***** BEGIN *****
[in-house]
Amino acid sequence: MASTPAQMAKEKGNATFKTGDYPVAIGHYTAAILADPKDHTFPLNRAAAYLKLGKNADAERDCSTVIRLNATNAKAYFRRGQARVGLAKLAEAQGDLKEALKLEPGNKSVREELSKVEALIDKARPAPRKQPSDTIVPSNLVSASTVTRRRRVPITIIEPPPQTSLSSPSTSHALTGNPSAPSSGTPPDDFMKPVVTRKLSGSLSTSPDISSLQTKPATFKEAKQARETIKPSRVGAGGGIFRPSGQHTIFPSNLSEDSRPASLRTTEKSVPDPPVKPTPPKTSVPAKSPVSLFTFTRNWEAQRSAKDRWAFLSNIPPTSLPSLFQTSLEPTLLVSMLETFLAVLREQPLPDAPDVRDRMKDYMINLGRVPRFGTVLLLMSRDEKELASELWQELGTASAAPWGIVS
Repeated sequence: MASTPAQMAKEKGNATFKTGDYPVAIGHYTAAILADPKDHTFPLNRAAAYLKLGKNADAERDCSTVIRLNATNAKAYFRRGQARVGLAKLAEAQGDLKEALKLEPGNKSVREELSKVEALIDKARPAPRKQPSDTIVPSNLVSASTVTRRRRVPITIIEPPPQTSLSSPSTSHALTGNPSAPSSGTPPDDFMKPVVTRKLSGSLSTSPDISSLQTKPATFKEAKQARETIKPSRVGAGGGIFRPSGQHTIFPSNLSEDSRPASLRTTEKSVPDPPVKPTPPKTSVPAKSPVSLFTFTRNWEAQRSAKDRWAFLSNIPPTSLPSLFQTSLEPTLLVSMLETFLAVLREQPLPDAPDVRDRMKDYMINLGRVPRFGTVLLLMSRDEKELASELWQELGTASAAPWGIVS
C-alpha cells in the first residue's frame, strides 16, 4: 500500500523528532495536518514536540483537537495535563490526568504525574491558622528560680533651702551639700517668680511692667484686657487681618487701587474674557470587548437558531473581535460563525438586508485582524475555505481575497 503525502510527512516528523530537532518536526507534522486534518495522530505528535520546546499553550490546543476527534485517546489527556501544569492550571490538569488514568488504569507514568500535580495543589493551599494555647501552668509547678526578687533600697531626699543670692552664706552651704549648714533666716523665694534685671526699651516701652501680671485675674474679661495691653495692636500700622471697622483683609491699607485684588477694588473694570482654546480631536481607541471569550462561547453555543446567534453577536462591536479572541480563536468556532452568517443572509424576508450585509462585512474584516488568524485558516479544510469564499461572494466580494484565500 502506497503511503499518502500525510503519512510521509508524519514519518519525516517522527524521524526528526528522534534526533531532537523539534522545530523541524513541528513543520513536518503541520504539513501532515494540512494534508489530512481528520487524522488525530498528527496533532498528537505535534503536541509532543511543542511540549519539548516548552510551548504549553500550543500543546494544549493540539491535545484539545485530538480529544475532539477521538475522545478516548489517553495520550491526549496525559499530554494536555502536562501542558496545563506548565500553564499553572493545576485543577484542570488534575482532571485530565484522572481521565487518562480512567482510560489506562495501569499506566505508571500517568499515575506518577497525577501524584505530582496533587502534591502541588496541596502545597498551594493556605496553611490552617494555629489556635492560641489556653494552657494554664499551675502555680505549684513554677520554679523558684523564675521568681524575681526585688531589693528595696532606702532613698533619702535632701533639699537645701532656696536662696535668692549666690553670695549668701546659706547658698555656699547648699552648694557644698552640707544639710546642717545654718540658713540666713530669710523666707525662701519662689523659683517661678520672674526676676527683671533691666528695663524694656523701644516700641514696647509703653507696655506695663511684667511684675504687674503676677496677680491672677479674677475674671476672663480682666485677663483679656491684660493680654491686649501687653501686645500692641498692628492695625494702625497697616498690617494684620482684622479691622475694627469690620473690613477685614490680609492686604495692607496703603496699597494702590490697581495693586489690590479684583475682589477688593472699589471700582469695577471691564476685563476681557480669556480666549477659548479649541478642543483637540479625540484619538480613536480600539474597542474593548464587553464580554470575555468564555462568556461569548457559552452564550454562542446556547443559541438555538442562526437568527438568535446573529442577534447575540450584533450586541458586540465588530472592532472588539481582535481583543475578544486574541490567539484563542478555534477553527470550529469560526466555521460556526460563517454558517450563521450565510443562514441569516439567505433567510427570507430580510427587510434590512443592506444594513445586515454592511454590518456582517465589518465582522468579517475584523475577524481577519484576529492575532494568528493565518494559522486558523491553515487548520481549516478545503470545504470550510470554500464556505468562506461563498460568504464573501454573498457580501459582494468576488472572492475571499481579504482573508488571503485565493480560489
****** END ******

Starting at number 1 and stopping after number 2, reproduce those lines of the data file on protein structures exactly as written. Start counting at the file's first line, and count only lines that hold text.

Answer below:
[in-house]
Amino acid sequence: MASTPAQMAKEKGNATFKTGDYPVAIGHYTAAILADPKDHTFPLNRAAAYLKLGKNADAERDCSTVIRLNATNAKAYFRRGQARVGLAKLAEAQGDLKEALKLEPGNKSVREELSKVEALIDKARPAPRKQPSDTIVPSNLVSASTVTRRRRVPITIIEPPPQTSLSSPSTSHALTGNPSAPSSGTPPDDFMKPVVTRKLSGSLSTSPDISSLQTKPATFKEAKQARETIKPSRVGAGGGIFRPSGQHTIFPSNLSEDSRPASLRTTEKSVPDPPVKPTPPKTSVPAKSPVSLFTFTRNWEAQRSAKDRWAFLSNIPPTSLPSLFQTSLEPTLLVSMLETFLAVLREQPLPDAPDVRDRMKDYMINLGRVPRFGTVLLLMSRDEKELASELWQELGTASAAPWGIVS